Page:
There are lots of other reasons for visual problems and that might be worth asking your doctor about. Vision can be affected by medications, diseases that affect the eye or the circulation to the eye, clouding of the lens with cataracts, or physical issues with the retina or vitamin deficiencies. Diabetes can affect the eye, internal pressure, and even cancers like melanoma. My husband has an issue on his retina where there are some folds and thinning of the retina that affects his vision that is happening right in the sweet spot where the lens focuses on the retina. Vision happens because of rods and cones in the eye that act like the sensors in our digital cameras and convert light into nerve impulses that are sent to the brain for interpretation. I have found some medical literature that the body has some ability to regenerate damaged parts of the retina.

(Spontaneous Regeneration of Human Photoreceptor Outer Segments https://www.ncbi.nlm.nih.gov/pmc/articles/PMC4515765/)

Here is a quote and link regarding migraines from MSK Neurology
https://mskneurology.com/treating-migraine-headaches-addressing-atlas-thoracic-outlet/
"There are five main causes of occlusion for the main cerebrovascular in- and outlets, as far as I am concerned:
Occlusion of the vertebral vein and artery due to vertebral “hinging”
Internal jugular vein occlusion due to forward movement (A-O torsion) of C1 transverse process
Vertebral artery occlusion due to rotation of the C1 and/or C2
Vertebral artery occlusion secondary to subclavian artery occlusion, between the anterior scalene and SCM
External jugular vein occlusion due to tightness of the sternocleidomastoid "

"A mimic of migraines: Suboccipital dysfunction
The suboccpitals attach between the skull and down to unto C1 as well as C2, and will help to syncronize the upper cervical with the skull’s movement, and prevent misalignment of the atlas joints due to its pulling angles. In other words, absolutely essential functions. They are also, when significantly weak, a common cause of vertigo as well as migraine-mimicking headaches such as cluster headaches in the eye."

For explanation of the terms –
The vertebral artery sends oxygenated blood to the brain. The vertebral "Hinging" is bad posture of slouching and sticking your neck forward. The C1 is the top vertebrae that supports the skull which has spines that extend sideways, the transverse processes, and the spine that extends backward. These are for muscle attachments to turn the head and neck. The vertebral artery runs right next the the cervical vertebrae, and turning the spine will stretch the artery. Compressing the subclavian artery between the scalene muscle in the neck and the "SCM" (Sterno Clavicular Mastoid) happens with thoracic outlet syndrome (or TOS) which I have. It is overly tight neck and chest muscles that affects circulation and compresses nerves that supply the arm, but also affects circulation to the brain. Some people with TOS can pass out when they turn their head because of occlusion of the blood supply to the brain. The SCM muscle is what turns your head and connects from near the ear to the sternum at the center between the 2 collar bones. The jugular vein drains blood from the brain. Suboccipitals are muscles attached to the scull and extend to the first and second vertebrae.

This quote about thoracic outlet syndrome describes some of the visual disturbances related to circulation. It comes from this article about TOS. https://mskneurology.com/how-truly-treat-thoracic-outlet-syndrome/ (Syncope is passing out or fainting)

"Subclavian steal symptoms presents secondary to arterial insufficiency, created by a retrograde flow that “steals” blood from the brain circulation, more specifically from the basilar artery via the vertebral artery. Classically it presents with neurological symptoms from the posterior brain and cerebellum [4,6]. Decreased flow over the basilar artery gives rise to symptoms like lightheadedness, ataxia, vertigo, dizziness, confusion, headache, nystagmus, hearing loss, presyncope and syncope, visual disturbances, focal seizures, and in extremely rare cases, death [6–10]. However the vast majority of patients are asymptomatic and rarely require any intervention [3,5,11]. – Alcocer et al., 2013"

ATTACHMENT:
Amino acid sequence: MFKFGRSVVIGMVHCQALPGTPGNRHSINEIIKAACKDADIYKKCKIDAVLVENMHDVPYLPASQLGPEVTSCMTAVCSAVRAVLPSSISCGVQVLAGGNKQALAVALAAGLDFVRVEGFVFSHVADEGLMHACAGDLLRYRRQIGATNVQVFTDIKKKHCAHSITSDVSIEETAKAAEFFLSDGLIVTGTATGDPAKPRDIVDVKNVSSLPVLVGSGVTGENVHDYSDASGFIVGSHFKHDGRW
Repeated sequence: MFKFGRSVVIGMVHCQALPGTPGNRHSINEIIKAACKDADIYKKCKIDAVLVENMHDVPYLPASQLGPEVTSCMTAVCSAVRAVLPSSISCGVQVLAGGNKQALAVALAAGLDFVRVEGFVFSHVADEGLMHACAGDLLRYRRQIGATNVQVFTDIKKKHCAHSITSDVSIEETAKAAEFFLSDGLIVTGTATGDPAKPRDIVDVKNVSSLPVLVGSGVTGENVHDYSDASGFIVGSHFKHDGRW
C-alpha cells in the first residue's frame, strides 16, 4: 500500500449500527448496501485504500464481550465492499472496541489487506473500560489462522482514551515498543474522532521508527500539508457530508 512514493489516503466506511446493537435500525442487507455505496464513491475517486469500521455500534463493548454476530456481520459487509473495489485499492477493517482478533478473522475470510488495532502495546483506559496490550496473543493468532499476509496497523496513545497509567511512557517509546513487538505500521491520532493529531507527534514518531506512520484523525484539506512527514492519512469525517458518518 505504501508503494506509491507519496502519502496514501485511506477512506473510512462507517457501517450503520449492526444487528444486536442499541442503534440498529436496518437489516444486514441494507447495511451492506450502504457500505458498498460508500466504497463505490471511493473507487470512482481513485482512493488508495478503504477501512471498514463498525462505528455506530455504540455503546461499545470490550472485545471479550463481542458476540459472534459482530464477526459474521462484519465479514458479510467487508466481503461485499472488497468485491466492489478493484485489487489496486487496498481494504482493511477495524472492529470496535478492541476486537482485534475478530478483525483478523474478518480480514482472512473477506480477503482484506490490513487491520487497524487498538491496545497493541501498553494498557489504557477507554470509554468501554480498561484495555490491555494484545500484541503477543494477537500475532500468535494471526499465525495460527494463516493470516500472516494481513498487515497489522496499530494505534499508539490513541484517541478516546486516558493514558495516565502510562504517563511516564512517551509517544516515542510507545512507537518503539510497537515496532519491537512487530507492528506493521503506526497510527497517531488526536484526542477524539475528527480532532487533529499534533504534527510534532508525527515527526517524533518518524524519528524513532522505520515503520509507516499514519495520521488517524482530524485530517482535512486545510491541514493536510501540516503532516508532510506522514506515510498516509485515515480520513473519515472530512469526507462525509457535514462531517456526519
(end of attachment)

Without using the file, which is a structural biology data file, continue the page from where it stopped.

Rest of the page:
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@fde11

hello Baltopat86, i was looking up spinal stenosis symptoms and all, i am not familiar but i do have lots pain in the back all the way down to legs and feet, finally i got an appointment with a neurologist oct.27 i still have a long wait and i am in pain, i just wish you all the best, take care

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Hello fde11 and @baltopat86, I just thought of something. Did you tell your neurologist office to put you on a wait list to get you in sooner should someone cancel and a spot open for you? It doesn't hurt to let them know how severe or intolerable your pain is. I worked in healthcare for 20+ years and know the system and how it works. I just hate that you're in so much pain. I get it! I'm facing my 4th back surgery. First three were outside the spinal canal but this one will be inside to free up more room for the spinal cord and nerves. You know about that. My Neurosurgeon keeps telling me that I'm so high risk which I know I am. I'm going to try to put this off as long as I can but am already losing some function. Next to go is my legs and I'm already having loss there. It's never straight forward, always a now-win and risk in some way/s. That's where prayer comes in for me! I ask the Lord to give me direction and to make it clear b/c I'm pretty dense! LOL! I wish you all the best, I really do. Take care and warmest regards, Sunnyflower

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@sunnyflower

Hello fde11 and @baltopat86, I just thought of something. Did you tell your neurologist office to put you on a wait list to get you in sooner should someone cancel and a spot open for you? It doesn't hurt to let them know how severe or intolerable your pain is. I worked in healthcare for 20+ years and know the system and how it works. I just hate that you're in so much pain. I get it! I'm facing my 4th back surgery. First three were outside the spinal canal but this one will be inside to free up more room for the spinal cord and nerves. You know about that. My Neurosurgeon keeps telling me that I'm so high risk which I know I am. I'm going to try to put this off as long as I can but am already losing some function. Next to go is my legs and I'm already having loss there. It's never straight forward, always a now-win and risk in some way/s. That's where prayer comes in for me! I ask the Lord to give me direction and to make it clear b/c I'm pretty dense! LOL! I wish you all the best, I really do. Take care and warmest regards, Sunnyflower

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@sunnyflower how can you not be scared to death? What happens if you don’t have this surgery?